MIT researchers calculate river networks’ movement across a landscape.
A group of MIT faculty members and a Harvard colleague are undertaking an 18-month study of the future of nuclear energy.
Institute Professor John M. Deutch of chemistry and Professor Ernest Moniz of physics are co-chairing the study; both are former undersecretaries of the US Department of Energy .
Other participants include Paul Gray, former MIT president and professor of electrical engineering and computer science; Professor Paul Joskow of economics, director of the Center for Energy and Environmental Policy Research; Richard Lester, professor of nuclear engineering and director of the Industrial Performance Center; Neil Todreas, professor of nuclear engineering; and John Holdren, professor of environmental policy and director of Harvard University's John F. Kennedy School of Government program on Science, Technology and Public Policy.
An advisory committee composed of national environmntal, industry and political leaders will be formed to assist the study effort. Support for the study comes from the Alfred P. Sloan Foundation, the MIT Laboratory for Energy and the Environment and the Provost's Office.
Although nuclear power will remain an important source of electricity, it is expected to decline slowly, relative to other sources of electricity over the next two decades. The principal motivation to reconsider the nuclear option is that nuclear power as an alternative to fossil fuel resources does not impair air quality and does not release greenhouse gases into the atmosphere, Deutch said.
The group will study the conditions needed to make nuclear energy a viable technology option for meeting a significant part of America's and the world's future electricity needs. Nuclear energy will not be a credible future technology option unless serious limitations are overcome. The study will assess whether it is possible or desirable to resolve these limitations. However, if the nuclear option is pursued, the programs and procedures of both industry and governments will need to undergo major technical and institutional changes, Deutch said.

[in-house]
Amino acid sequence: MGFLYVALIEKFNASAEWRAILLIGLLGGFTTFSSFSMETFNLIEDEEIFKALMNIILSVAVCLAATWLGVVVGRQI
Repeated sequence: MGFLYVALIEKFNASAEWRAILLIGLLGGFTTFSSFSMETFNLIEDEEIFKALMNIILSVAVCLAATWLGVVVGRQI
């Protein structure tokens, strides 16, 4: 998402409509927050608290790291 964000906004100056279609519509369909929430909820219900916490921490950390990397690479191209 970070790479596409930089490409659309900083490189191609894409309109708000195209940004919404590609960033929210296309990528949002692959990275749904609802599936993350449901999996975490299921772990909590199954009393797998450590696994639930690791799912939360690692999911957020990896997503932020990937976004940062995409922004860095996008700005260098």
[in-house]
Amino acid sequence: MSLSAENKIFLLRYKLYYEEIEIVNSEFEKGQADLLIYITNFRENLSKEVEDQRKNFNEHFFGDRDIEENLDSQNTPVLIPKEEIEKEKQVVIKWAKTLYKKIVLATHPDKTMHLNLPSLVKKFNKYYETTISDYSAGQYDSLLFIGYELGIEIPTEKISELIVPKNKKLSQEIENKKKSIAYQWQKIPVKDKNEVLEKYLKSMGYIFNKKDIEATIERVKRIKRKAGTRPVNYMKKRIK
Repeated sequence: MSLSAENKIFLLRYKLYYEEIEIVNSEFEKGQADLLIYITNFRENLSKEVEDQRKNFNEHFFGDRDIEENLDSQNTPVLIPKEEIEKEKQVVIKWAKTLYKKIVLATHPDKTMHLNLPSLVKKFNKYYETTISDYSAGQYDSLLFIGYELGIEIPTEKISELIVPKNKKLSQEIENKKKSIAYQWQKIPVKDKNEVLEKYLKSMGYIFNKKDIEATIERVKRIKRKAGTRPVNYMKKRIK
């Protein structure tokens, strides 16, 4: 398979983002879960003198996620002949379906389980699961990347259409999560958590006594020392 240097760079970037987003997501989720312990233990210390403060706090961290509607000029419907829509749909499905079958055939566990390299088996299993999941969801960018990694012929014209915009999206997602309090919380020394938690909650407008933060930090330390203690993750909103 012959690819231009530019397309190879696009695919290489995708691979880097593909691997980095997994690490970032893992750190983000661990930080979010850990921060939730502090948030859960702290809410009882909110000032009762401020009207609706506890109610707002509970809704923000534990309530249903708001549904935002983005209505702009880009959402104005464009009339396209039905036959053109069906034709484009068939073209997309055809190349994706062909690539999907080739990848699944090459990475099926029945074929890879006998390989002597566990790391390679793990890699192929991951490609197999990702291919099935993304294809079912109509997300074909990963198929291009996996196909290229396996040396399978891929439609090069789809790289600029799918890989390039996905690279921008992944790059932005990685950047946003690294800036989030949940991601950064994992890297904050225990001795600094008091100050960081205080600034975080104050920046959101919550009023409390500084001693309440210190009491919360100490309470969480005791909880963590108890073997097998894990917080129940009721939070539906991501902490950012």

Nuclear power must be economically competitive with other energy supply and efficiency options for meeting future power needs. The economic competitiveness of nuclear power will be determined both by technology advances and by market and policy changes such as electricity deregulation, future natural gas prices and policies adopted to control greenhouse gas emissions.
Practical short-term and long-term actions must be developed and implemented for dealing with radioactive waste, the group noted. Nuclear reactors and the associated nuclear fuel cycle must be safe and essentially preclude the risk of a major release of radioactivity to the environment, including from terrorist attacks. The proliferation risk of the diversion of nuclear material or technology from the commercial nuclear fuel cycle to make nuclear weapons must also be essentially eliminated through a combination of institutional and technical means.
The MIT nuclear study will outline measures that should and should not be taken in both the short and long term.
A version of this article appeared in MIT Tech Talk on February 6, 2002.